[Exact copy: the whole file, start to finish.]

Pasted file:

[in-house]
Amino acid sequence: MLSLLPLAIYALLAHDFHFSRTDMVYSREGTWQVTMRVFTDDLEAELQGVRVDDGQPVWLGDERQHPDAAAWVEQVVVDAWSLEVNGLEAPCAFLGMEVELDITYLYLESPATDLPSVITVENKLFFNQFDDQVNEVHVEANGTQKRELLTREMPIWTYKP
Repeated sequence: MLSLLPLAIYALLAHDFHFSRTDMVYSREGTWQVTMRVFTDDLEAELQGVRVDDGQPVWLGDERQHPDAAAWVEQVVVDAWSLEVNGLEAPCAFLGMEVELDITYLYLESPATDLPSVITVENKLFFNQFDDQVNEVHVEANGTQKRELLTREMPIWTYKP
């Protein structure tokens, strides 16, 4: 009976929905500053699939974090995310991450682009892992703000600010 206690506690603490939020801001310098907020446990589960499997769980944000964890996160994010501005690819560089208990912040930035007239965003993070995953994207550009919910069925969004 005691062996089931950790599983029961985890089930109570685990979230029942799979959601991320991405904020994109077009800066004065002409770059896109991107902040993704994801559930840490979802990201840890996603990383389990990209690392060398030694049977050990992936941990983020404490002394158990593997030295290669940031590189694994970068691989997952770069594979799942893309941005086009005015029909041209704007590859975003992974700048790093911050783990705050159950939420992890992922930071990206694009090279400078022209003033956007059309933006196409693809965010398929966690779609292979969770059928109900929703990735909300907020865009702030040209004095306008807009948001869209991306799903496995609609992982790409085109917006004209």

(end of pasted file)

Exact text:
[in-house]
Amino acid sequence: MLSLLPLAIYALLAHDFHFSRTDMVYSREGTWQVTMRVFTDDLEAELQGVRVDDGQPVWLGDERQHPDAAAWVEQVVVDAWSLEVNGLEAPCAFLGMEVELDITYLYLESPATDLPSVITVENKLFFNQFDDQVNEVHVEANGTQKRELLTREMPIWTYKP
Repeated sequence: MLSLLPLAIYALLAHDFHFSRTDMVYSREGTWQVTMRVFTDDLEAELQGVRVDDGQPVWLGDERQHPDAAAWVEQVVVDAWSLEVNGLEAPCAFLGMEVELDITYLYLESPATDLPSVITVENKLFFNQFDDQVNEVHVEANGTQKRELLTREMPIWTYKP
């Protein structure tokens, strides 16, 4: 009976929905500053699939974090995310991450682009892992703000600010 206690506690603490939020801001310098907020446990589960499997769980944000964890996160994010501005690819560089208990912040930035007239965003993070995953994207550009919910069925969004 005691062996089931950790599983029961985890089930109570685990979230029942799979959601991320991405904020994109077009800066004065002409770059896109991107902040993704994801559930840490979802990201840890996603990383389990990209690392060398030694049977050990992936941990983020404490002394158990593997030295290669940031590189694994970068691989997952770069594979799942893309941005086009005015029909041209704007590859975003992974700048790093911050783990705050159950939420992890992922930071990206694009090279400078022209003033956007059309933006196409693809965010398929966690779609292979969770059928109900929703990735909300907020865009702030040209004095306008807009948001869209991306799903496995609609992982790409085109917006004209």